2) Depicting color in context of colored light source/s. If the light illuminating the scene is not neutral (white) and leans towards warm yellow/red such a sunset sun or yellow tungsten lamp, or cool blue such as the illumination from a strong blue sky or computer screen, than that light will give a cast to the local colors that it illuminates and affect them accordingly by increasing the saturation and intensity of similar temperatures and skewing them towards the prevailing hue of the light source, while dulling and de-saturating opposing temperatures and also pulling them toward the prevailing hue.
The extent of this effect depends on the intensity of the color of the light source and how close objects are to the source. Sometimes a colored light source will just increase the intensity/saturation of local colors of the same temperature and dull the opposing temperature colors a bit, and sometimes the light source is so deeply colored and intense that it will totally overwhelm the local colors and negate them casting all in its range of a narrow gamut of filtered color.
It is also possible to have different colored light sources illuminating different parts of the scene as will be discussed later.
3) Stylistic gamut colorization. The whole scene or a chosen part is purposefully bathed in a specific limited color gamut. This does not have to exist in the natural world or in the subject in order to be justified. Think of it like putting on colored glasses and seeing the world through a filtered lens. It is a calculated stylistic artistic decision to interpret a real or imagined subject within a chosen gamut of color even if the subject would have totally different local colors and light source temperatures in real life conditions. This effect can be extreme or subtle. This effect is commonly used in film and animation.
For example imagine someone in a computer lab with tons of blue screens all around and yet you choose to paint the whole picture with an overlay of warm orange/red cast. Or you paint a picture of a bonfire surrounded by people in red robes with a deep blue cast overlay.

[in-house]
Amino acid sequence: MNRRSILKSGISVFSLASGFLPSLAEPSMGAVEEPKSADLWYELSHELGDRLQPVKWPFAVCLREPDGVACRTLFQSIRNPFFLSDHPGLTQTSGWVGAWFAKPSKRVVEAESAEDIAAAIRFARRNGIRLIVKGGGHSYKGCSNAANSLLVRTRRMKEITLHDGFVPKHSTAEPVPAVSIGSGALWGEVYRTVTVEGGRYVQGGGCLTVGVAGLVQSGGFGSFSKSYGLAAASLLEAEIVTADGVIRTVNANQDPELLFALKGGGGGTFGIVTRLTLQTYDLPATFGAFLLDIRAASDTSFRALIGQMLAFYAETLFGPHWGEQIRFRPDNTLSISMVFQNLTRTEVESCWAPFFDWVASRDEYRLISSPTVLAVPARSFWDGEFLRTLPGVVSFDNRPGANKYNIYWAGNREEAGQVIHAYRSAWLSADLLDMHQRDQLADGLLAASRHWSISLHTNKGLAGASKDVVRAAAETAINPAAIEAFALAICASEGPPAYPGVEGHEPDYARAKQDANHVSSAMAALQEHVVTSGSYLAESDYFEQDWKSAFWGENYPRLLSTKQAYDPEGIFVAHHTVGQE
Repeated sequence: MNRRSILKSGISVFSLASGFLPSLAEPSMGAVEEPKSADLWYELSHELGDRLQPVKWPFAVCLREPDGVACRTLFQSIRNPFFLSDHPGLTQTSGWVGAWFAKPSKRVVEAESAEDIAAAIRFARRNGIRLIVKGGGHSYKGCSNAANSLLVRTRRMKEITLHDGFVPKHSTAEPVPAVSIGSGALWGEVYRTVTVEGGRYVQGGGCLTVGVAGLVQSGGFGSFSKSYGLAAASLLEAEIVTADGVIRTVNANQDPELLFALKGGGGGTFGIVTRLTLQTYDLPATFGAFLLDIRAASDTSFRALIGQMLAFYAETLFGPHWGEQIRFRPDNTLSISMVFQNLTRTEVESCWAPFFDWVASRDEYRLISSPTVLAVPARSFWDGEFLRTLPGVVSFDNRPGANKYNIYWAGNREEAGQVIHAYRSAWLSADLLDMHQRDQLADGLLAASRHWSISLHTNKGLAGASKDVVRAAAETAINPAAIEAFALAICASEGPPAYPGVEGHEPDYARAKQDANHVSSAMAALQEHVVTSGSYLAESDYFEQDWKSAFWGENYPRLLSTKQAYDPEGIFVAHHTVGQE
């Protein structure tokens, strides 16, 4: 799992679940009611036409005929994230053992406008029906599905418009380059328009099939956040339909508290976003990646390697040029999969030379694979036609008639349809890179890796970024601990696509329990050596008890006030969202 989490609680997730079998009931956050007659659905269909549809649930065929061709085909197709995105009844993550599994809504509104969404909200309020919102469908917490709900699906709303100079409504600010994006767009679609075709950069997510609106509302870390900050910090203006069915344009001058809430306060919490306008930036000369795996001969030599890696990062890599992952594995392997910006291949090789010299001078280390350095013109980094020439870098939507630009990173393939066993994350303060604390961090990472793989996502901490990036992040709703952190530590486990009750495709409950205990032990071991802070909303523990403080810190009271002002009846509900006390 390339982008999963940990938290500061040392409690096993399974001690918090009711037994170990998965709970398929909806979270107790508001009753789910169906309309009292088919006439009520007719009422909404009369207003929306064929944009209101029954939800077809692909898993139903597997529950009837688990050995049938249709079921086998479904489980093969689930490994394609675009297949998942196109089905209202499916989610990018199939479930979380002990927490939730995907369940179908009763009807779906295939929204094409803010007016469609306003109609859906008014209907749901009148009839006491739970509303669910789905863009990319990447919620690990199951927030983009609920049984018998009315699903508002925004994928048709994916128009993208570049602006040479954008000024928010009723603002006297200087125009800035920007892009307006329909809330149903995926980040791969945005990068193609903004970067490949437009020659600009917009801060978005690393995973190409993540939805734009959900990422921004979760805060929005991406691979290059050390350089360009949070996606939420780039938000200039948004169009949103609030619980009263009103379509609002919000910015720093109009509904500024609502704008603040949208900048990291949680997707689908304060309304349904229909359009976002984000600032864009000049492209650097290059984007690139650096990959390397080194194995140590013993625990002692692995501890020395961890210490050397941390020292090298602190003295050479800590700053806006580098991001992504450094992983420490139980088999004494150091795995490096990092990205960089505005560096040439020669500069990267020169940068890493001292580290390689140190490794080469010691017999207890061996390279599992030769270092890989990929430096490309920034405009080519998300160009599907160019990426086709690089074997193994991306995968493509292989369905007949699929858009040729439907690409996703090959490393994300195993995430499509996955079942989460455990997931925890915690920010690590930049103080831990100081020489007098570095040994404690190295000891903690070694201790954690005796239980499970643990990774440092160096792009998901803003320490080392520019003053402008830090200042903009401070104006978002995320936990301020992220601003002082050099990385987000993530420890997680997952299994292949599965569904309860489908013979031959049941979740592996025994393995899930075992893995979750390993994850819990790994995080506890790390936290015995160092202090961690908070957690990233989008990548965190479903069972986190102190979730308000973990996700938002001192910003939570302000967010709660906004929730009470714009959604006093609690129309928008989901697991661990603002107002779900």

There are rules to how local colors are translated into the chosen gamut and allow the picture to have internal consistency- largely by dulling opposing temperature colors and skewing their hues towards the global color while intensifying similar temperature colors to the extent that the colors are hounded into a designated temperature/hue range. Also it is important to maintain the relative color and temperature relations throughout.
Understanding the distinction between natural light source color and stylistic gamut colorization is important. In the stylistic gamut technique you are not required to put a strong colored light source into the scene or paint as if there is one shining from offstage, you just make a stylistic choice to overlay the scene with a specific gamut.
This is a collection of carefully selected resources from top notch artists that I highly recommend for fundamentals study:
“Alla Prima II” Book by Richard Schmid.
“Creative Illustration” Book by Andrew Loomis.
“Light for Visual Artists” Book by Richard Yot.
“Color and Light” Book by James Gurney, as well as Gurney Journey- the blog.
“Stapletonkearns” Blog by Stapleton Kearns.
“How to use color” Online course by Will Terry at Folio online Academy.
“Becoming a Better Artist” Online course by Robert Chang. (Excellent online fundamentals course.)
” Illustrate Color & Light” Online Skill Share course by Denis Zilber
“Illustration Fixation” Blog by Chris Beatrice (Highly recommended)
Please feel free to comment if you have any insight or worthy links on this topic.
Continue to part two: Color Consistency and Harmony